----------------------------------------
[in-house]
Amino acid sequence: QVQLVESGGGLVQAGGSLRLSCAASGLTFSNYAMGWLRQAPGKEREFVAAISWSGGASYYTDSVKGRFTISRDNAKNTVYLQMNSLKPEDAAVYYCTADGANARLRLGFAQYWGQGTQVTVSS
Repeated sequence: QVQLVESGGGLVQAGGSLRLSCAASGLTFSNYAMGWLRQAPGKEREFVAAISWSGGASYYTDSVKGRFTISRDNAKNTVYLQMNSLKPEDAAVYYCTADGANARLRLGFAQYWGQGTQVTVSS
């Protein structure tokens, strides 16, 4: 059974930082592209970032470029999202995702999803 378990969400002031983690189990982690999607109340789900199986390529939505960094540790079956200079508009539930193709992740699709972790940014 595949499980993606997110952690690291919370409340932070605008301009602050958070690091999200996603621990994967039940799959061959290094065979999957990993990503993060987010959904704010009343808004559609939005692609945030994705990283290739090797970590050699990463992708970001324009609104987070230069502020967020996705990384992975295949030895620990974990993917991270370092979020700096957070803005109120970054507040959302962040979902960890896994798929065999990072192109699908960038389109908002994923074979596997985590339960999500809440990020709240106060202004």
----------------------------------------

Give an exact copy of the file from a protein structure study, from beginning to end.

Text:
[in-house]
Amino acid sequence: QVQLVESGGGLVQAGGSLRLSCAASGLTFSNYAMGWLRQAPGKEREFVAAISWSGGASYYTDSVKGRFTISRDNAKNTVYLQMNSLKPEDAAVYYCTADGANARLRLGFAQYWGQGTQVTVSS
Repeated sequence: QVQLVESGGGLVQAGGSLRLSCAASGLTFSNYAMGWLRQAPGKEREFVAAISWSGGASYYTDSVKGRFTISRDNAKNTVYLQMNSLKPEDAAVYYCTADGANARLRLGFAQYWGQGTQVTVSS
């Protein structure tokens, strides 16, 4: 059974930082592209970032470029999202995702999803 378990969400002031983690189990982690999607109340789900199986390529939505960094540790079956200079508009539930193709992740699709972790940014 595949499980993606997110952690690291919370409340932070605008301009602050958070690091999200996603621990994967039940799959061959290094065979999957990993990503993060987010959904704010009343808004559609939005692609945030994705990283290739090797970590050699990463992708970001324009609104987070230069502020967020996705990384992975295949030895620990974990993917991270370092979020700096957070803005109120970054507040959302962040979902960890896994798929065999990072192109699908960038389109908002994923074979596997985590339960999500809440990020709240106060202004």